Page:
Kitchen Gadgets and Equipment Which Help People with a Weak Grip
Using specially adapted equipment is an important part of keeping ones independence later in life.
The modern market for mobility and disability aids is innovative and ever-expanding.
Inventors across the world are coming up with clever practical solutions to the challenges that impaired physicality may throw at us.
As the population of the UK grows older, there is more of a drive than ever to produce living aids to help with every-day tasks.
Physical dexterity issues often arise in later life, leading to difficulty in areas which were previously routine.
In the kitchen, this could mean challenges like chopping food, or holding it steadily in place.
The problems tend to be associated with a loss of balance, dexterity, grip strength or grip precision.
Arthritis impacts over 10 million people in the UK and is one of the most prevalent conditions in the over 60s.
It leads to joint inflammation and pain or discomfort, especially when a tight grip is required.
In many cases it affects the hands and fingers, which in turn may make it difficult to grip or control standard kitchen implements like knives or forks.
It is important to be aware of the large and ever-growing range of relevant products available, if you or someone you know is in this situation.
If you have access to an occupational therapist, they will be able to advise you on equipment which might work for your specific needs.
Often, simple awareness of the products which may help someone, is the most important part of the process.
An occupational therapist will also be able to help you on the organisational aspect of the kitchen.
If you have limited strength, flexibility or dexterity, standing for any length of time, or reaching to high shelves may be problematic.
If these issues are identified, practical plans can be put in place to make them less impactful on a day-to-day basis.
Creating space to move
If you live alone and use a walking frame to move around your kitchen, its important to make space and to make sure any potential obstacles are removed.
Pathways without obstruction are crucial if you are to move safely.
If you are unsteady on your feet and use a walking frame, a kitchen trolley or a rollator in order to move around, its even more of an imperative to make sure obstacles do not get in the way.
In the kitchen you might create various bases at which you have particular pieces of equipment, where everything for a particular task is within easy reach.
Using a kitchen trolley is equipment many people use to move food and drink around the kitchen or to and from the dining room.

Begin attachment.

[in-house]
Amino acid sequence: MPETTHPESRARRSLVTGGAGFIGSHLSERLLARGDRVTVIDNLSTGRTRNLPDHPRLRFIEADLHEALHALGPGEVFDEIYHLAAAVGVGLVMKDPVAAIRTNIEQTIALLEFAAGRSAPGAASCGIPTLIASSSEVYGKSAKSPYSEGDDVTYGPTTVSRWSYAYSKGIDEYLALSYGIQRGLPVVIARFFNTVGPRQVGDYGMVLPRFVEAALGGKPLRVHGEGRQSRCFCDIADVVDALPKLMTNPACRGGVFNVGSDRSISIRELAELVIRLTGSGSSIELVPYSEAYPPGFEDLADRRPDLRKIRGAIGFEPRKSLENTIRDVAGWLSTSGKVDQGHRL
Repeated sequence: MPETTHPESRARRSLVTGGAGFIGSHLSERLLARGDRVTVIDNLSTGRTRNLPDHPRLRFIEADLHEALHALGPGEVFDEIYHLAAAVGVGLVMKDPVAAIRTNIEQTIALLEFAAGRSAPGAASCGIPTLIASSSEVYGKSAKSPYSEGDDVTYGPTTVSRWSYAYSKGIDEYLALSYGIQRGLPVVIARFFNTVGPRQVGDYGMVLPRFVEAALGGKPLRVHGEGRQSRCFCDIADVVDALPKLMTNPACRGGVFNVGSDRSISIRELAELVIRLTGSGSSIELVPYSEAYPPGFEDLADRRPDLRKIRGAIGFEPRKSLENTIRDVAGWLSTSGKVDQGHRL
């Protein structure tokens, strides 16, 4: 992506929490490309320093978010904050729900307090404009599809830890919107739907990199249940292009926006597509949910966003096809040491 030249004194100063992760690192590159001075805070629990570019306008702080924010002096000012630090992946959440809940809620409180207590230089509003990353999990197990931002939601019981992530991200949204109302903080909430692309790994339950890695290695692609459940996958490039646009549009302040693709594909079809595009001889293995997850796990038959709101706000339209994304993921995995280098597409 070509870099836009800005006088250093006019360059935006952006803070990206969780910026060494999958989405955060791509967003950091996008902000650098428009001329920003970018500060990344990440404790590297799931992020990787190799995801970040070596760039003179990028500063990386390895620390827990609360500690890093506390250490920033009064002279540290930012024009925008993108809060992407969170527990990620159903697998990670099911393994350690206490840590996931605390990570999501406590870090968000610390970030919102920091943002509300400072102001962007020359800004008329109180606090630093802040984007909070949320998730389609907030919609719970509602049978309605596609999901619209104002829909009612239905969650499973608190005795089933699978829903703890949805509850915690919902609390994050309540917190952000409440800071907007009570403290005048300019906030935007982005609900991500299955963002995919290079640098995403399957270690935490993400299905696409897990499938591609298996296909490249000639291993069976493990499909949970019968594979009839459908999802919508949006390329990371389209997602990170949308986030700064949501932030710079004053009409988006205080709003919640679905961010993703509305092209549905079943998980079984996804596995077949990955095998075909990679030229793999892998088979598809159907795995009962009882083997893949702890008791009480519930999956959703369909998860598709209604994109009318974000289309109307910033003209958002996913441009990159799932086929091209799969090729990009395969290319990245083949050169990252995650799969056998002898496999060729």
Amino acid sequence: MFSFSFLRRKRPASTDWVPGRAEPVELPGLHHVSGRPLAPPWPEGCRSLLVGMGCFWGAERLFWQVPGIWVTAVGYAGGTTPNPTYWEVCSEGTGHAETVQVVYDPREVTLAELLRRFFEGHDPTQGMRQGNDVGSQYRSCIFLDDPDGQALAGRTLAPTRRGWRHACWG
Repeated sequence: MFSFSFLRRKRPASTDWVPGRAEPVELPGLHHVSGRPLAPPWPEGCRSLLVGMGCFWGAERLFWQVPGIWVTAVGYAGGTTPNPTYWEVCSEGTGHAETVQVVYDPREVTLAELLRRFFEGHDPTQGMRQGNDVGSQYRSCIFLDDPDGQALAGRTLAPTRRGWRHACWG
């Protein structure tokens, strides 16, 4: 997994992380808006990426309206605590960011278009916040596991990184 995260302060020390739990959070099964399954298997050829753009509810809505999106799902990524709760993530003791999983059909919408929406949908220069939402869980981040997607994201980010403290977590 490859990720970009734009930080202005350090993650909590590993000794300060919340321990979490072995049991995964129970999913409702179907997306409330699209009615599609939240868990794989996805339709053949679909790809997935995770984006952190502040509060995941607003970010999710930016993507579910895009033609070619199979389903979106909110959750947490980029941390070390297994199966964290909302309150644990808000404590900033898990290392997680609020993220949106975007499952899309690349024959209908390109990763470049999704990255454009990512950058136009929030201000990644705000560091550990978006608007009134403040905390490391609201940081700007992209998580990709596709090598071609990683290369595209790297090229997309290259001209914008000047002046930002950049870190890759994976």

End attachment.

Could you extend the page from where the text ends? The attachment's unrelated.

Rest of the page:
Special kitchen equipment
If you have arthritis or another condition which weakens the wrists, hands or arms, you may find it difficult using standard food preparation tools.
Similarly, if you have a tremor mealtimes may be challenging.
Essential Aids supplies a wide range of kitchen equipment which helps those in this situation.
Many stroke survivors, for example, may be left with the use of a single hand, due to partial paralysis or weakness on one side of the body.
Angled utensils are one such adaptation which may help. These have handles which form an L-shape which requires less strength in the wrist to use effectively.
Products like the Right Angled Carving Knife fit into this category, making an everyday task just that little bit easier.
Generally speaking, handles with a larger diameter are easier to control if you have a tremor in the hands.
Narrow knives, forks and other eating and food preparation tools may be too light or require too much of a squeeze to be comfortable.
Along with some other brands, Good Grips utensils and cutlery go some way to solving this problem.
This is a range of kitchen equipment featuring large, comfortable handles. The grips also have a soft-touch surface, making them a pleasure to use!
Their extra size makes them more controllable than most of the alternatives, especially for people with reduced dexterity.
The Good Grips Swivel Peeler, for example, is a potato peeler with an oversize handle and a swiveling head. This product receives excellent customer feedback, as does the Good Grips Y Peeler.
The Y shaped version has the wided, splayed cutting section which some users prefer.
The Good Grips handles work so well that the manufacturer also uses them for other tasks requiring precise manual dexterity. There is, for example, a dressing aid which uses the same type of oversized grip.